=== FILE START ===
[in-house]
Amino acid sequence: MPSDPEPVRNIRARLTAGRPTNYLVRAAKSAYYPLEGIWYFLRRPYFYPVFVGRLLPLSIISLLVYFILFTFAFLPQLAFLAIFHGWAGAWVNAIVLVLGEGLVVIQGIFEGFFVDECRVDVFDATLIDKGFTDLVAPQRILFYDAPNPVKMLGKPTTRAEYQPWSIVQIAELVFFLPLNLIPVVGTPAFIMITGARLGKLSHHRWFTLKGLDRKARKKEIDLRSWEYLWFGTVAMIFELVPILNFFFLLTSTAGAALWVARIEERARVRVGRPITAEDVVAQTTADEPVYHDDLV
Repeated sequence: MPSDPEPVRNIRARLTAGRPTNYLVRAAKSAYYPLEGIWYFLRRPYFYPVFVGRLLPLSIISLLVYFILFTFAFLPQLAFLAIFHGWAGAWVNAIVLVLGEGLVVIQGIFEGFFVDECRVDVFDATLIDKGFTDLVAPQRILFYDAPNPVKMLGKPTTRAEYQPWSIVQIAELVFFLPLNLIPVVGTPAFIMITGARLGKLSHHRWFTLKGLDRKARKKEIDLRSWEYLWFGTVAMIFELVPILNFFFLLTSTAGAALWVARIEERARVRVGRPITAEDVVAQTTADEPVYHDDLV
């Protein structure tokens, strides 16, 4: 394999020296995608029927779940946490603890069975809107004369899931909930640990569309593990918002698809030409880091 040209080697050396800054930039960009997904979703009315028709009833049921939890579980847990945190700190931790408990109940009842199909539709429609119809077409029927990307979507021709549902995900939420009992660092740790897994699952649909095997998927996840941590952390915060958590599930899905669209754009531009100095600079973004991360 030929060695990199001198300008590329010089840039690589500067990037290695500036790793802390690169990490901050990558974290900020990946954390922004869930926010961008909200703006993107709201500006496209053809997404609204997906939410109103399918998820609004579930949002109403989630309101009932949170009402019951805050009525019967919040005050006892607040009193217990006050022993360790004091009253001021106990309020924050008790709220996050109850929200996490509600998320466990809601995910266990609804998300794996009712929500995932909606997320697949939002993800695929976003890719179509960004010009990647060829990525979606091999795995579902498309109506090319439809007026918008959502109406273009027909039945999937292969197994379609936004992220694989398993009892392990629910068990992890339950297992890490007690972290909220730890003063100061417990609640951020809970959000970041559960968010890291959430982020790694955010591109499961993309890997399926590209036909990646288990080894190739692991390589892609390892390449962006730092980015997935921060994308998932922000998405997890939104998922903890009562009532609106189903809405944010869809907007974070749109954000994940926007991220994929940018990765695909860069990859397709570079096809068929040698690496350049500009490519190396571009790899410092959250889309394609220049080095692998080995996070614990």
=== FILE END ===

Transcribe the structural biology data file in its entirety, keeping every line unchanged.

[in-house]
Amino acid sequence: MPSDPEPVRNIRARLTAGRPTNYLVRAAKSAYYPLEGIWYFLRRPYFYPVFVGRLLPLSIISLLVYFILFTFAFLPQLAFLAIFHGWAGAWVNAIVLVLGEGLVVIQGIFEGFFVDECRVDVFDATLIDKGFTDLVAPQRILFYDAPNPVKMLGKPTTRAEYQPWSIVQIAELVFFLPLNLIPVVGTPAFIMITGARLGKLSHHRWFTLKGLDRKARKKEIDLRSWEYLWFGTVAMIFELVPILNFFFLLTSTAGAALWVARIEERARVRVGRPITAEDVVAQTTADEPVYHDDLV
Repeated sequence: MPSDPEPVRNIRARLTAGRPTNYLVRAAKSAYYPLEGIWYFLRRPYFYPVFVGRLLPLSIISLLVYFILFTFAFLPQLAFLAIFHGWAGAWVNAIVLVLGEGLVVIQGIFEGFFVDECRVDVFDATLIDKGFTDLVAPQRILFYDAPNPVKMLGKPTTRAEYQPWSIVQIAELVFFLPLNLIPVVGTPAFIMITGARLGKLSHHRWFTLKGLDRKARKKEIDLRSWEYLWFGTVAMIFELVPILNFFFLLTSTAGAALWVARIEERARVRVGRPITAEDVVAQTTADEPVYHDDLV
């Protein structure tokens, strides 16, 4: 394999020296995608029927779940946490603890069975809107004369899931909930640990569309593990918002698809030409880091 040209080697050396800054930039960009997904979703009315028709009833049921939890579980847990945190700190931790408990109940009842199909539709429609119809077409029927990307979507021709549902995900939420009992660092740790897994699952649909095997998927996840941590952390915060958590599930899905669209754009531009100095600079973004991360 030929060695990199001198300008590329010089840039690589500067990037290695500036790793802390690169990490901050990558974290900020990946954390922004869930926010961008909200703006993107709201500006496209053809997404609204997906939410109103399918998820609004579930949002109403989630309101009932949170009402019951805050009525019967919040005050006892607040009193217990006050022993360790004091009253001021106990309020924050008790709220996050109850929200996490509600998320466990809601995910266990609804998300794996009712929500995932909606997320697949939002993800695929976003890719179509960004010009990647060829990525979606091999795995579902498309109506090319439809007026918008959502109406273009027909039945999937292969197994379609936004992220694989398993009892392990629910068990992890339950297992890490007690972290909220730890003063100061417990609640951020809970959000970041559960968010890291959430982020790694955010591109499961993309890997399926590209036909990646288990080894190739692991390589892609390892390449962006730092980015997935921060994308998932922000998405997890939104998922903890009562009532609106189903809405944010869809907007974070749109954000994940926007991220994929940018990765695909860069990859397709570079096809068929040698690496350049500009490519190396571009790899410092959250889309394609220049080095692998080995996070614990």